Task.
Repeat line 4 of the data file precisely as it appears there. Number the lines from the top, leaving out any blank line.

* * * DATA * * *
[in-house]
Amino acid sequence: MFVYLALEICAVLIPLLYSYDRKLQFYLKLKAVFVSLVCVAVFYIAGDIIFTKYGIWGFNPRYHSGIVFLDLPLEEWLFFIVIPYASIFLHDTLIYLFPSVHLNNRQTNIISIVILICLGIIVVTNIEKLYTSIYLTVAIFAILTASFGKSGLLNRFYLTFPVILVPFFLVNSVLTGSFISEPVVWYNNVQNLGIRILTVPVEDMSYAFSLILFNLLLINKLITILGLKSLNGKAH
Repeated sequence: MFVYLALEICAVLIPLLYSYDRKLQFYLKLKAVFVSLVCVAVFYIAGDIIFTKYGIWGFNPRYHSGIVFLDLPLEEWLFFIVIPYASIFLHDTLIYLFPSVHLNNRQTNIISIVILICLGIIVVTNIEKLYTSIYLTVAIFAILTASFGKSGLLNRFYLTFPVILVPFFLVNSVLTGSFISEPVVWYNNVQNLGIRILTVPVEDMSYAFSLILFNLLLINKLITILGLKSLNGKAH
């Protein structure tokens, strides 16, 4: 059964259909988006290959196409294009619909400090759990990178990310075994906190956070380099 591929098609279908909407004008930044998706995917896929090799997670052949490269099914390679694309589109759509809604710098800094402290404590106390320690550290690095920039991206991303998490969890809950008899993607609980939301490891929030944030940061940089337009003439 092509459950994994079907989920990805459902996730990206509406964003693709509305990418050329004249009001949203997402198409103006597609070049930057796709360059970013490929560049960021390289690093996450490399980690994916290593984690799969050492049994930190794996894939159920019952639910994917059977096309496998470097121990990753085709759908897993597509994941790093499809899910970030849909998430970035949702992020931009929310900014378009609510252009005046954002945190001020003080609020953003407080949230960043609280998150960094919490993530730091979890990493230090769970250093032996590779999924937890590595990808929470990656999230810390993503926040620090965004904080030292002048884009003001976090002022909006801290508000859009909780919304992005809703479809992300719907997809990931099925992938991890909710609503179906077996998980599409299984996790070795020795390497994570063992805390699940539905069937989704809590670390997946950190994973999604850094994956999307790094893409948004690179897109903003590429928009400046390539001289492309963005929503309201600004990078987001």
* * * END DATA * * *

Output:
């Protein structure tokens, strides 16, 4: 059964259909988006290959196409294009619909400090759990990178990310075994906190956070380099 591929098609279908909407004008930044998706995917896929090799997670052949490269099914390679694309589109759509809604710098800094402290404590106390320690550290690095920039991206991303998490969890809950008899993607609980939301490891929030944030940061940089337009003439 092509459950994994079907989920990805459902996730990206509406964003693709509305990418050329004249009001949203997402198409103006597609070049930057796709360059970013490929560049960021390289690093996450490399980690994916290593984690799969050492049994930190794996894939159920019952639910994917059977096309496998470097121990990753085709759908897993597509994941790093499809899910970030849909998430970035949702992020931009929310900014378009609510252009005046954002945190001020003080609020953003407080949230960043609280998150960094919490993530730091979890990493230090769970250093032996590779999924937890590595990808929470990656999230810390993503926040620090965004904080030292002048884009003001976090002022909006801290508000859009909780919304992005809703479809992300719907997809990931099925992938991890909710609503179906077996998980599409299984996790070795020795390497994570063992805390699940539905069937989704809590670390997946950190994973999604850094994956999307790094893409948004690179897109903003590429928009400046390539001289492309963005929503309201600004990078987001």